As a music player, Audirvana does a pretty good job. I find it odd that there’s no mini view, forcing you to keep the window around while playing. Some extra control options, like a playback menu on the dock icon or a mini controller in the menu bar would be welcome for minimizing and hiding the app window. It will let you use an Apple IR Remote or the media keys on your keyboard for control, so this is somewhat mediated.

I haven’t got a huge library of music on this laptop, but dragging in the iTunes source folder seems to work well and leaves the files where they are. Changes I make to metadata are reflected in iTunes on the next load. I was a little reluctant to do this on my main library, but after a couple of weeks on my laptop, I think I’m going to give it a shot the next time I have my main machine setup. Editing tags is pretty painless and works well.

There is even rudimentary Smart Playlist support. I can’t “nest” smart playlists the way I do in iTunes, basing multiple layers of playlists on top of each other (e.g., Jazz->High Bitrate->Recorded before 1965), but there are a lot of options there. Better understanding of high definition and more indepth metadata than iTunes lets you play with.

So, will this let me get rid of iTunes and have a better life? Not exactly. If I want to share libraries around the house, I need to either stream from my NAS or from iTunes directly. I haven’t tried Audirvana+ with a big library stored on a network device, but maybe that’ll just work, and I hope it does. That with the separate remote app will make my home stereo setup work the way I want it to.

Then there’s all the other stuff. I’ve got an alarming amount of video in iTunes – TV Shows, movies, drone videos. Streaming those to an Apple TV is the best way I have of bouncing content to screens around the house. I’m moving a lot of that stuff over to my NAS and using VLC these days, but there’s still stuff locked into iTunes.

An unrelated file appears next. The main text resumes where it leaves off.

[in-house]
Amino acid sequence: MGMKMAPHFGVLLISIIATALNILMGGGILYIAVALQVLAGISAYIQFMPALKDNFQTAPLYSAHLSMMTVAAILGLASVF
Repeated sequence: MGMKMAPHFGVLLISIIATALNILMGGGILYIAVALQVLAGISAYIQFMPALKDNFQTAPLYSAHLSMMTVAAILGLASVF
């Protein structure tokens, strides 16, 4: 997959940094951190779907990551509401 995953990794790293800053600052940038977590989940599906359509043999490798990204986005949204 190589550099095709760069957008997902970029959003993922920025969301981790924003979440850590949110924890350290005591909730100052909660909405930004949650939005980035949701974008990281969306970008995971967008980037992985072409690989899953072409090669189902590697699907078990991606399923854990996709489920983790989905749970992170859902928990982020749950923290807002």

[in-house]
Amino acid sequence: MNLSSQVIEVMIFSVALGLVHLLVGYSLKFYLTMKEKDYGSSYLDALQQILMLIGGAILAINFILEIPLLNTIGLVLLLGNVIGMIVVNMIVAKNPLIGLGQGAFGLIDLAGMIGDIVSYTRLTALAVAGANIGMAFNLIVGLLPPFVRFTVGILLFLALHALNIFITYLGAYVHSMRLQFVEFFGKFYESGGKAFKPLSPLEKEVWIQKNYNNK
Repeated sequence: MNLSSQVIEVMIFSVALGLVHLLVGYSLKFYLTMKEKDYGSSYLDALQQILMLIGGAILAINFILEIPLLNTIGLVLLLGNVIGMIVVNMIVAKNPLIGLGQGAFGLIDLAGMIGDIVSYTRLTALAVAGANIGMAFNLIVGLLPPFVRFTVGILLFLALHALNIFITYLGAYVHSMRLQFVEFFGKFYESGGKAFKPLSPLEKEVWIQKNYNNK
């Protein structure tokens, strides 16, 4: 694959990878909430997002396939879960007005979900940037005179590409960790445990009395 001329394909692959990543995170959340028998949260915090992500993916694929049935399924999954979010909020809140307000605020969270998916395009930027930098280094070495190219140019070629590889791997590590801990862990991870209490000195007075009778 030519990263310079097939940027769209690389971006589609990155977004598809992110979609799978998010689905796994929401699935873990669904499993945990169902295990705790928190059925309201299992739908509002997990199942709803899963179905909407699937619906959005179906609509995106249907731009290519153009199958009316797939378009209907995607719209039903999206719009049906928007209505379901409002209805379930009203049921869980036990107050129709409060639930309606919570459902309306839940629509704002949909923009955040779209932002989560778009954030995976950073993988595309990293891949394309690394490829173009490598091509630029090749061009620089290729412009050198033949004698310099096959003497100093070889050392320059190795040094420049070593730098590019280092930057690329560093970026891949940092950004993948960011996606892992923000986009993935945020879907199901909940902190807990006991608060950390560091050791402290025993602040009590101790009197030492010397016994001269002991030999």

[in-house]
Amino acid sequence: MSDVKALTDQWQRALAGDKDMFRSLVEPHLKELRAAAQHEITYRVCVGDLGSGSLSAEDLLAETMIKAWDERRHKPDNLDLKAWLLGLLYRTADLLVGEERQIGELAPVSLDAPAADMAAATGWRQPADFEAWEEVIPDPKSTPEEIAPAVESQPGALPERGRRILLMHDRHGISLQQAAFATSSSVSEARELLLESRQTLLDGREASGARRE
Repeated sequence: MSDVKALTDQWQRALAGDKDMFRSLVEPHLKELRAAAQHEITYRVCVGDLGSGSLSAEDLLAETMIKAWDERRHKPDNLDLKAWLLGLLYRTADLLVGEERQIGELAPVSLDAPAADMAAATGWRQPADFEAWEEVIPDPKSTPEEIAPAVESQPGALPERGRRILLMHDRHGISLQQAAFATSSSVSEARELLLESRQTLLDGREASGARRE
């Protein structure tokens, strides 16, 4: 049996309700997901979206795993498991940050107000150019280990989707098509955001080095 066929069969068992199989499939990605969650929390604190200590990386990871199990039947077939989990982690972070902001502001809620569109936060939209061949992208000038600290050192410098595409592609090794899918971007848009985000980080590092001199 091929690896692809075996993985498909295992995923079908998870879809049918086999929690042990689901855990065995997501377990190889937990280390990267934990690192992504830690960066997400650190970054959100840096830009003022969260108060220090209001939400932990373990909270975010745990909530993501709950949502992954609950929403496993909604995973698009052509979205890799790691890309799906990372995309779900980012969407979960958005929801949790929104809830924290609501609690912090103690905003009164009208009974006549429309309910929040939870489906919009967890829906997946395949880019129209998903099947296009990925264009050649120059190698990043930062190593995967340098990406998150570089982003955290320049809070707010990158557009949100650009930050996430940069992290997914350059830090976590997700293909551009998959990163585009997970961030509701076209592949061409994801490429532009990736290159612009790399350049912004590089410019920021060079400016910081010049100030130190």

Then there are the iPods and iPads I have no way to sync outside of iTunes…

Apple’s done a great job of building an all-inclusive pile of software into a single application and locking it to hardware. They’ve made it nearly impossible to get rid of it without going cold turkey and ditching the whole thing in favor of something else. I don’t know what that something is, and I like my iPad as a big portable screen thing. The Android alternatives just aren’t as nice.

The best solution for protecting your music collection is backing it up. At least if you hit a bug, you’re not going to lose your media (and your metadata – keep the itunes.xml file backed up too!).

I really am enjoying Audirvana+. I like that it tells me what it’s doing to my DAC. I like that I have control over this level of playback. Unlike iTunes, it feels optimized for high definition music and it understands the needs of people who want to listen to those formats. It’ll even handle DSD files which I have none of outside of SACD.

Lastly, the people at Audio Engineering who make Fidelia never got back to me after multiple requests for a refund. Their software is terrible. They are bad people and they should feel bad.